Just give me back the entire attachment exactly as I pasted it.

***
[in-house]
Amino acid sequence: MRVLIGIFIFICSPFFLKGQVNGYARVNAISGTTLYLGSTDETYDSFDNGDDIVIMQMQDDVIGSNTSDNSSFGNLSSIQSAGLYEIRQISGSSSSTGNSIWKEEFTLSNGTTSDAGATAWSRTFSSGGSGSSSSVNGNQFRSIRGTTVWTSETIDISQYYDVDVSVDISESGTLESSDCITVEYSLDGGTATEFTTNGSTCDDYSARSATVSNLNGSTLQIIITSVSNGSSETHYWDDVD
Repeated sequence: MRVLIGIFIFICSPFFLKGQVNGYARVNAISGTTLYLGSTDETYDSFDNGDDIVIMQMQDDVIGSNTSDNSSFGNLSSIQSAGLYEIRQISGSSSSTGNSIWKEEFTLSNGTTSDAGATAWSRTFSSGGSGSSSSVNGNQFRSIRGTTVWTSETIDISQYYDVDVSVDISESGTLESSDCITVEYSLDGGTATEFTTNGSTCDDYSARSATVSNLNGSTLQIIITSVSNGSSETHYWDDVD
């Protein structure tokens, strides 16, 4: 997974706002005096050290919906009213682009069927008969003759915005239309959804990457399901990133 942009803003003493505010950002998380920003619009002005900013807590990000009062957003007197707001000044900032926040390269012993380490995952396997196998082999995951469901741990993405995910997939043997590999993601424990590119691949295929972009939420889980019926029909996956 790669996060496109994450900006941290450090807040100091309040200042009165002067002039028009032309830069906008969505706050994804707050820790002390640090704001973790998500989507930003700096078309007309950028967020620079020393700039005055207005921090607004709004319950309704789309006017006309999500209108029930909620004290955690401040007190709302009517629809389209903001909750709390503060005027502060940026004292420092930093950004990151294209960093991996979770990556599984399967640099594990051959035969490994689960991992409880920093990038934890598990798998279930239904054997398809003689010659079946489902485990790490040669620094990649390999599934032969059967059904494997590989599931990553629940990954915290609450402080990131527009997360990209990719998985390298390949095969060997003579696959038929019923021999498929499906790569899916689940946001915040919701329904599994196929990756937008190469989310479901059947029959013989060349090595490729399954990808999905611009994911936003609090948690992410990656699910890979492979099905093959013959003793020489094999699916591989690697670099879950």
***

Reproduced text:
[in-house]
Amino acid sequence: MRVLIGIFIFICSPFFLKGQVNGYARVNAISGTTLYLGSTDETYDSFDNGDDIVIMQMQDDVIGSNTSDNSSFGNLSSIQSAGLYEIRQISGSSSSTGNSIWKEEFTLSNGTTSDAGATAWSRTFSSGGSGSSSSVNGNQFRSIRGTTVWTSETIDISQYYDVDVSVDISESGTLESSDCITVEYSLDGGTATEFTTNGSTCDDYSARSATVSNLNGSTLQIIITSVSNGSSETHYWDDVD
Repeated sequence: MRVLIGIFIFICSPFFLKGQVNGYARVNAISGTTLYLGSTDETYDSFDNGDDIVIMQMQDDVIGSNTSDNSSFGNLSSIQSAGLYEIRQISGSSSSTGNSIWKEEFTLSNGTTSDAGATAWSRTFSSGGSGSSSSVNGNQFRSIRGTTVWTSETIDISQYYDVDVSVDISESGTLESSDCITVEYSLDGGTATEFTTNGSTCDDYSARSATVSNLNGSTLQIIITSVSNGSSETHYWDDVD
């Protein structure tokens, strides 16, 4: 997974706002005096050290919906009213682009069927008969003759915005239309959804990457399901990133 942009803003003493505010950002998380920003619009002005900013807590990000009062957003007197707001000044900032926040390269012993380490995952396997196998082999995951469901741990993405995910997939043997590999993601424990590119691949295929972009939420889980019926029909996956 790669996060496109994450900006941290450090807040100091309040200042009165002067002039028009032309830069906008969505706050994804707050820790002390640090704001973790998500989507930003700096078309007309950028967020620079020393700039005055207005921090607004709004319950309704789309006017006309999500209108029930909620004290955690401040007190709302009517629809389209903001909750709390503060005027502060940026004292420092930093950004990151294209960093991996979770990556599984399967640099594990051959035969490994689960991992409880920093990038934890598990798998279930239904054997398809003689010659079946489902485990790490040669620094990649390999599934032969059967059904494997590989599931990553629940990954915290609450402080990131527009997360990209990719998985390298390949095969060997003579696959038929019923021999498929499906790569899916689940946001915040919701329904599994196929990756937008190469989310479901059947029959013989060349090595490729399954990808999905611009994911936003609090948690992410990656699910890979492979099905093959013959003793020489094999699916591989690697670099879950």